|-ion||→||act, state, or result of doing something|
A commotion is the “act or state of thoroughly moving,” thus creating a disturbance.
The Latin root word mot means “move.” This Latin root is the word origin of a large number of English vocabulary words, including motivation, remote, and emotion. The root word mot is easily recalled through the word motion, for motion is nothing but “moving” of some kind.
The word ingredient Memlet, shown below, is one of many ways that a word is taught in Membean.
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The root word mot means “move.” Let’s really “move” on this motivational Latin roots podcast so as to motor through many English vocabulary words that have mot in them!
Humans love to move, and to move fast. Automotives, or motorcars, a more formal word for car, were built with such “movement” in mind, allowing their drivers to “move” anywhere there is a road. Someone who drives such a motorcar or automotive is a motorist, the one who drives the “moving” vehicle. On a larger scale, a locomotive, or “engine” of a train, “moves” passenger or freight cars from one place to another. On a much smaller scale, a motorcycle is a small, two-wheeled vehicle that quickly “moves” a motorcyclist, or driver of the motorcycle, from one place to another. All of these various vehicles that “move” people or things are powered by motors, or machines which produce “movement” while consuming fuel. All motors are built to produce motion, or “movement” of some kind, often in the form of spinning.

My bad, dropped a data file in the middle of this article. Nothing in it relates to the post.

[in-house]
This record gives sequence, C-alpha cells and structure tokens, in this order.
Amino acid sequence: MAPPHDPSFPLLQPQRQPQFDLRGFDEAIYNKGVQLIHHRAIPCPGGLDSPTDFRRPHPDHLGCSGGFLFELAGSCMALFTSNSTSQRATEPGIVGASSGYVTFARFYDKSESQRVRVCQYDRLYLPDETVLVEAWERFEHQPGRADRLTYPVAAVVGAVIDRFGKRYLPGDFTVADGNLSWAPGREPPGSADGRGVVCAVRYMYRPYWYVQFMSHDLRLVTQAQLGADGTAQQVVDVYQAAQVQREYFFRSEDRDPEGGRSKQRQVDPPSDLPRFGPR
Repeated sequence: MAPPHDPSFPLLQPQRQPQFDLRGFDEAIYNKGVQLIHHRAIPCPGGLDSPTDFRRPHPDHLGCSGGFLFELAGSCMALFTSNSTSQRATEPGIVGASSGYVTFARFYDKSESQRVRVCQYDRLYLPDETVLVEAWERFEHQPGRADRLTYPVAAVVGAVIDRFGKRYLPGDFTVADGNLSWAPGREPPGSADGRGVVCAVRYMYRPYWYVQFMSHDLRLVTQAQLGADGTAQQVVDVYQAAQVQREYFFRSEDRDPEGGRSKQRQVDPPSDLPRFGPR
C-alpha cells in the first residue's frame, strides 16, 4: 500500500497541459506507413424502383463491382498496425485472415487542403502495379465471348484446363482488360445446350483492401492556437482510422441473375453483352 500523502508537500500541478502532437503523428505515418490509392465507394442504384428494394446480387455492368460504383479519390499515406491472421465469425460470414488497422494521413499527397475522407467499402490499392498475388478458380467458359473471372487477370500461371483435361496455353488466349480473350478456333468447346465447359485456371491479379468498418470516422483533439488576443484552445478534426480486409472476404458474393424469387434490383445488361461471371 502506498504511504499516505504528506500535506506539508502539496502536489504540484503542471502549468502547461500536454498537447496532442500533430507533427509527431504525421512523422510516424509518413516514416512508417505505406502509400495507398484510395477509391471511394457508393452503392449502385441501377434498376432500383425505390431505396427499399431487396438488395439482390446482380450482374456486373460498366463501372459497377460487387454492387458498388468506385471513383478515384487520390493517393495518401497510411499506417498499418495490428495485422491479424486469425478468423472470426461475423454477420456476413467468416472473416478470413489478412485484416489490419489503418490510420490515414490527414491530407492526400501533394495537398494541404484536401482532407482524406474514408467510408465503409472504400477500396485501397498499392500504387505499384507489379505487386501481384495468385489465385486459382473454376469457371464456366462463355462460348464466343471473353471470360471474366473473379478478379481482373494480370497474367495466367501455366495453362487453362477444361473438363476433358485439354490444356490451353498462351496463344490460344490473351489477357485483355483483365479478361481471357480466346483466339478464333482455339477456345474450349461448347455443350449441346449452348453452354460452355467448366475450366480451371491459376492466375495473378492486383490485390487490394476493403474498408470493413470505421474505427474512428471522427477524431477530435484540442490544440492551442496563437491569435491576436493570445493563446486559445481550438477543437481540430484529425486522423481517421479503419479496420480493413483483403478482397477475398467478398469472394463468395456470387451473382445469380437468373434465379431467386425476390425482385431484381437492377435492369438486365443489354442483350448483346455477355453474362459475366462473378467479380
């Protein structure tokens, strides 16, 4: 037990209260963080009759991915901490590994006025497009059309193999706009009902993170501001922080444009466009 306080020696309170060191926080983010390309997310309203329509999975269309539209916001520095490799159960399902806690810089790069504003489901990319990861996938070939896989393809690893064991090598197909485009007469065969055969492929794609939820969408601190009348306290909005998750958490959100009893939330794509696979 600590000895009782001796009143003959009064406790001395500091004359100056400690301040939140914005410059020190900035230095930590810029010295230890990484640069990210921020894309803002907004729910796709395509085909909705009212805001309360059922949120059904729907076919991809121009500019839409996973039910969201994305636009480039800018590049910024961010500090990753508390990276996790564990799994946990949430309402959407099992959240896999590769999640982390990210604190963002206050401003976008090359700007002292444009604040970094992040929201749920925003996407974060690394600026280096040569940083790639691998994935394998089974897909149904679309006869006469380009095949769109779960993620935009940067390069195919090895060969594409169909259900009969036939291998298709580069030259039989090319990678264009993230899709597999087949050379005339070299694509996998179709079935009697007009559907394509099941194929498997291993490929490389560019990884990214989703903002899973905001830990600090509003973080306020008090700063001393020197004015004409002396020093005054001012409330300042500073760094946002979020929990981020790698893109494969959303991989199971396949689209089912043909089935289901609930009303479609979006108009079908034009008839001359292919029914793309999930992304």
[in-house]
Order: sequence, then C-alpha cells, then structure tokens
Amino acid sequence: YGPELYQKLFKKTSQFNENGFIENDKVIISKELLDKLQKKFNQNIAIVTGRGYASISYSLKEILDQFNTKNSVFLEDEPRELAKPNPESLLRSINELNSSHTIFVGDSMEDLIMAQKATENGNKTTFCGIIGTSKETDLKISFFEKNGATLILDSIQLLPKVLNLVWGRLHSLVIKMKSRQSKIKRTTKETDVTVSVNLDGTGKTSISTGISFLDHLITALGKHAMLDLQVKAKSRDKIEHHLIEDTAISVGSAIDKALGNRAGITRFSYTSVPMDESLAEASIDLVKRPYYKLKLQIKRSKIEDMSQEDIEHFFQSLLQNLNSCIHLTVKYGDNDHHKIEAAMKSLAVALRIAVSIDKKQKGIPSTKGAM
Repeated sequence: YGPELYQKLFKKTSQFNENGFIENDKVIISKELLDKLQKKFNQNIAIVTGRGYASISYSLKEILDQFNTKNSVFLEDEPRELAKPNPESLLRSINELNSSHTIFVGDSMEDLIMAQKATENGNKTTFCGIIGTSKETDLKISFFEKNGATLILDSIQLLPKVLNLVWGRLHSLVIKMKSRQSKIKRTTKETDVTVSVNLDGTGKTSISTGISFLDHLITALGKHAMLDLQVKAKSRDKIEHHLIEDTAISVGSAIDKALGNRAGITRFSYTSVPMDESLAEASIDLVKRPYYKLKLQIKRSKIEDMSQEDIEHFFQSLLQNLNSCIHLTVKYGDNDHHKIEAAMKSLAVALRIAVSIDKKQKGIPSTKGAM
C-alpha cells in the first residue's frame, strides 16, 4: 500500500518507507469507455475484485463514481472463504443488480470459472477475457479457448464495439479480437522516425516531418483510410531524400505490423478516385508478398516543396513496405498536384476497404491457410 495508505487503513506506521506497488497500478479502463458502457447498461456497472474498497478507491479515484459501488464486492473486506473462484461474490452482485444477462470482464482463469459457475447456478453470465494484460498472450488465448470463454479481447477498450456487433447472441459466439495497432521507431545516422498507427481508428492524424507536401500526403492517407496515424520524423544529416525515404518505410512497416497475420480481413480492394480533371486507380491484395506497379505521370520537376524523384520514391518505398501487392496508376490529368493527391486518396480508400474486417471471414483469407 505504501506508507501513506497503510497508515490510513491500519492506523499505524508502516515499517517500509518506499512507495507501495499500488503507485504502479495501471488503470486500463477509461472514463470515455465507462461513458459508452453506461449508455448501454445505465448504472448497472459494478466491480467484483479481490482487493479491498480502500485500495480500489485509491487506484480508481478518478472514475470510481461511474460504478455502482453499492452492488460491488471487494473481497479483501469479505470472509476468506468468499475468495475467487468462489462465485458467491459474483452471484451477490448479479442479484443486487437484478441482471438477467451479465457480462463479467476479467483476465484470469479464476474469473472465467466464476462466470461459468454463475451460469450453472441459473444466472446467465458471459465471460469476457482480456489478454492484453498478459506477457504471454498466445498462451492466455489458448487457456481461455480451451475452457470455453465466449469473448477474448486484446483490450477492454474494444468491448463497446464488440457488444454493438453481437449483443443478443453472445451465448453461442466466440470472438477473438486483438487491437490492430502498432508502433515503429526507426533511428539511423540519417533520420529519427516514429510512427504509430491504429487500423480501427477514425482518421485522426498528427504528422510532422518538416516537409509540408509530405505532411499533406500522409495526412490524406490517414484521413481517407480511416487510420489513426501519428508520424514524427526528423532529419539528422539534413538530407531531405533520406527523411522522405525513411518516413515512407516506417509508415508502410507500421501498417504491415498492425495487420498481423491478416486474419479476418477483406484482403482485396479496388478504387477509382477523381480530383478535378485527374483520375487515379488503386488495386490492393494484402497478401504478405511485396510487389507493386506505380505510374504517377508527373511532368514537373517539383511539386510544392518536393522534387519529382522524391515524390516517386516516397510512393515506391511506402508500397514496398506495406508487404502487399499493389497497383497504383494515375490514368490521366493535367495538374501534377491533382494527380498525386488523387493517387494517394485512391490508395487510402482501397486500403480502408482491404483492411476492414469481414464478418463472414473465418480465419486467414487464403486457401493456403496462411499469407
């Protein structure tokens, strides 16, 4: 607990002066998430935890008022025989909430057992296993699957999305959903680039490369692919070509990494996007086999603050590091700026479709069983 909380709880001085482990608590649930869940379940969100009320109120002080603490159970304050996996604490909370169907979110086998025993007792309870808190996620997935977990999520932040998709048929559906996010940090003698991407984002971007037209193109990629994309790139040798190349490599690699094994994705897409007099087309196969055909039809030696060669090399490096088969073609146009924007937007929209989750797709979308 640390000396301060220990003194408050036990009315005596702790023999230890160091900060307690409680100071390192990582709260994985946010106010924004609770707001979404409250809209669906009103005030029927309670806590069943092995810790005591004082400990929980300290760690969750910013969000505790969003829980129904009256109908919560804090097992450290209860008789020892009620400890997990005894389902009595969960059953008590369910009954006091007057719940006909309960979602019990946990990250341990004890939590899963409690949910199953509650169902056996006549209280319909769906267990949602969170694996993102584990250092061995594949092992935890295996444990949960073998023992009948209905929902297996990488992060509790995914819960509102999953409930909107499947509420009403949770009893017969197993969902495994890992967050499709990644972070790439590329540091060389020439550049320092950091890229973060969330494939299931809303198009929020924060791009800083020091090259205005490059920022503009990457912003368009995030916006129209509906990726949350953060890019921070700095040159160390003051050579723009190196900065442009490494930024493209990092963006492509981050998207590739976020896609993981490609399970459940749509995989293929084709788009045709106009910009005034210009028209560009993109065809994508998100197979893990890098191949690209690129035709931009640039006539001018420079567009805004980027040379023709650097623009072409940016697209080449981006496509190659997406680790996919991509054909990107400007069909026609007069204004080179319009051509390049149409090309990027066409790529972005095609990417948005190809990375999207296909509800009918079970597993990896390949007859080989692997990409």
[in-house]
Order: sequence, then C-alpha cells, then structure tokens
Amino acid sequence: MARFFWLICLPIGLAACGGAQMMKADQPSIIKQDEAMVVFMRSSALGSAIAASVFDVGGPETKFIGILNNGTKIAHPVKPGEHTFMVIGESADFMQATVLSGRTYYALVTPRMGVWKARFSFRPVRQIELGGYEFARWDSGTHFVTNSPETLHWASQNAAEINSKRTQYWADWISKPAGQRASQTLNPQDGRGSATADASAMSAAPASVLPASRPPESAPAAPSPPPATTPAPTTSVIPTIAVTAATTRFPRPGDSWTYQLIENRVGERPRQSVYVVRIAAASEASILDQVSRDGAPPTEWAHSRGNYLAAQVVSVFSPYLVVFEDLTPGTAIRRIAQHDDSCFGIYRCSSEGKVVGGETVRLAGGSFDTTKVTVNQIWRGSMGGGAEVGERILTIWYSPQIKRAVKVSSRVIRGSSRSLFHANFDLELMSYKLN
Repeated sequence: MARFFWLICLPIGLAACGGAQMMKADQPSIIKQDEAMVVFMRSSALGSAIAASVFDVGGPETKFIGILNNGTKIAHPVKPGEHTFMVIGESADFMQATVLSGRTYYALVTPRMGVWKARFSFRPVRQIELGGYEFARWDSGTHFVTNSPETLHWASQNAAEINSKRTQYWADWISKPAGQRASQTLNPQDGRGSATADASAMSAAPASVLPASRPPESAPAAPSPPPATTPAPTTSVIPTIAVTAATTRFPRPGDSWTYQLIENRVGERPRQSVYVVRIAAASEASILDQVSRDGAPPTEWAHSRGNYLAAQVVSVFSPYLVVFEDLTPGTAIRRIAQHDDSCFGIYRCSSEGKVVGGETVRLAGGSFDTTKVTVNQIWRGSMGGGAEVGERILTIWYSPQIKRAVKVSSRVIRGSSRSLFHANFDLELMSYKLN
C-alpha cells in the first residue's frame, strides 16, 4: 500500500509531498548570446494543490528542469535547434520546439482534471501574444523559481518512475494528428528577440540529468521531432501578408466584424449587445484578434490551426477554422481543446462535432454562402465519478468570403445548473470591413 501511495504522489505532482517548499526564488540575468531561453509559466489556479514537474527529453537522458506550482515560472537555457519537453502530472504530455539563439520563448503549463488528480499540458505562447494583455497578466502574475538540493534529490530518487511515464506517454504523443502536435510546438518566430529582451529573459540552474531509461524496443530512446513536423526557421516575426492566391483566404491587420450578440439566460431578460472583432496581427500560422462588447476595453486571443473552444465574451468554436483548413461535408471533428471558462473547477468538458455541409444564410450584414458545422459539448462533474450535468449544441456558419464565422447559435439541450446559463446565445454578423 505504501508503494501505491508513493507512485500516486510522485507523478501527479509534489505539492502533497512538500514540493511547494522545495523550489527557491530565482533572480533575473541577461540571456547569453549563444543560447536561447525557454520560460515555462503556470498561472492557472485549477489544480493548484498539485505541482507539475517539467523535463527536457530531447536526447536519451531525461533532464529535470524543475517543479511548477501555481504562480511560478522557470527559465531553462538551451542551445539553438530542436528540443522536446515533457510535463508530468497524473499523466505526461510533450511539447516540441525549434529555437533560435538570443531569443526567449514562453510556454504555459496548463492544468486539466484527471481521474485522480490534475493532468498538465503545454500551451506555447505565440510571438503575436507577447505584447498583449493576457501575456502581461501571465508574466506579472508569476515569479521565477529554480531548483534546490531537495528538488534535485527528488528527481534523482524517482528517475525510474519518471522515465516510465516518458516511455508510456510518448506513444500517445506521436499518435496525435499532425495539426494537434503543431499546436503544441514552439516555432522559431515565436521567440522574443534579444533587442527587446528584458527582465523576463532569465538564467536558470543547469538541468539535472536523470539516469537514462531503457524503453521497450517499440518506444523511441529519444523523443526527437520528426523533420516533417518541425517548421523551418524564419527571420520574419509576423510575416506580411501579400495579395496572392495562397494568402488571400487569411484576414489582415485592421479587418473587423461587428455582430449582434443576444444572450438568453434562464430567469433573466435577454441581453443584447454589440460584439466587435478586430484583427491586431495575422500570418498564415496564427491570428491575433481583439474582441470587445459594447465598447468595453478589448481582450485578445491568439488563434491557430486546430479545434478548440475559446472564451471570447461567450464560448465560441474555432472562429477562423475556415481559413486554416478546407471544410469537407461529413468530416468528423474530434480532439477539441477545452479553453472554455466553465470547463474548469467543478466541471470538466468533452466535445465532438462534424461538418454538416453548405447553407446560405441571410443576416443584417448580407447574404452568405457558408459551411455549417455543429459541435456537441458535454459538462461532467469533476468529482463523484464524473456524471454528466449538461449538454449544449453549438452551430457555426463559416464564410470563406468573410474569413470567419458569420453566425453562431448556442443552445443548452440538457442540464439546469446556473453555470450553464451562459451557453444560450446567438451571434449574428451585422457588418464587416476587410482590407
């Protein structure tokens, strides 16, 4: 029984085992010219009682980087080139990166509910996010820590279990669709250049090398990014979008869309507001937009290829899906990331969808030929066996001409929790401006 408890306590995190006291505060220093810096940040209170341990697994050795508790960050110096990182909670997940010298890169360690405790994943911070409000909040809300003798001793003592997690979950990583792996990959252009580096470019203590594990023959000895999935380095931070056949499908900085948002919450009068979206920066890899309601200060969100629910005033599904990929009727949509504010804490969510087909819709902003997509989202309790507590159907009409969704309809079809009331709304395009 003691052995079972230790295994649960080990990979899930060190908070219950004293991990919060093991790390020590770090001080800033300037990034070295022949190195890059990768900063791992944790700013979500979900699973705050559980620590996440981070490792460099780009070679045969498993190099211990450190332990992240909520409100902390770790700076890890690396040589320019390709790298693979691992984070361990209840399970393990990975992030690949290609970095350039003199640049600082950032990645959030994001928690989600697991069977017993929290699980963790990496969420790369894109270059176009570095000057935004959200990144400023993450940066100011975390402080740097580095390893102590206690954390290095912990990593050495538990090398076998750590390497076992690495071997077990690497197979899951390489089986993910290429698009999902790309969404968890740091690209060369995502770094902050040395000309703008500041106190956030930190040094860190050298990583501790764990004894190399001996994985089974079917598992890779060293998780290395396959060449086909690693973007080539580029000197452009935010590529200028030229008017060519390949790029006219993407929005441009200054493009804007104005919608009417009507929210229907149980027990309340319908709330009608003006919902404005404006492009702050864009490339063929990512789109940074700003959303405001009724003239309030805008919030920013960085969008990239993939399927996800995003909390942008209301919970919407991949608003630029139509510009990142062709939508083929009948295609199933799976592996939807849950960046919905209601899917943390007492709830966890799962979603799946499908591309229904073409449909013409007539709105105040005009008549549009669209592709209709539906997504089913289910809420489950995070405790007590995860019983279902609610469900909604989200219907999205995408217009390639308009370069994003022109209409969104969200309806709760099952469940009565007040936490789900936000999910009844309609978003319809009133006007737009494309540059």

Ever wonder what the difference is between a hotel and a motel? Whereas a hotel lodges guests, a motel is specifically a type of hotel for motorists which provides for direct access to the parking space for each motorist’s motor vehicle.
Let’s look at a few more words that also come from the Latin root mot meaning “move.” Most people who work are motivated, or “moved,” to make money. Because of this “moving” desire, people will often try to get promoted in their company, or “moved” forward in job rank. One of the greatest fears of an employee is to get demoted, or “moved” down from his current status. Employees can get pretty emotional, or strongly “moved,” when it comes to either a promotion or demotion!
I think that we have now “moved” over enough material about the Latin root word mot. Now you no longer need to feel remote or “moved” back from the meanings of English words that have mot in them!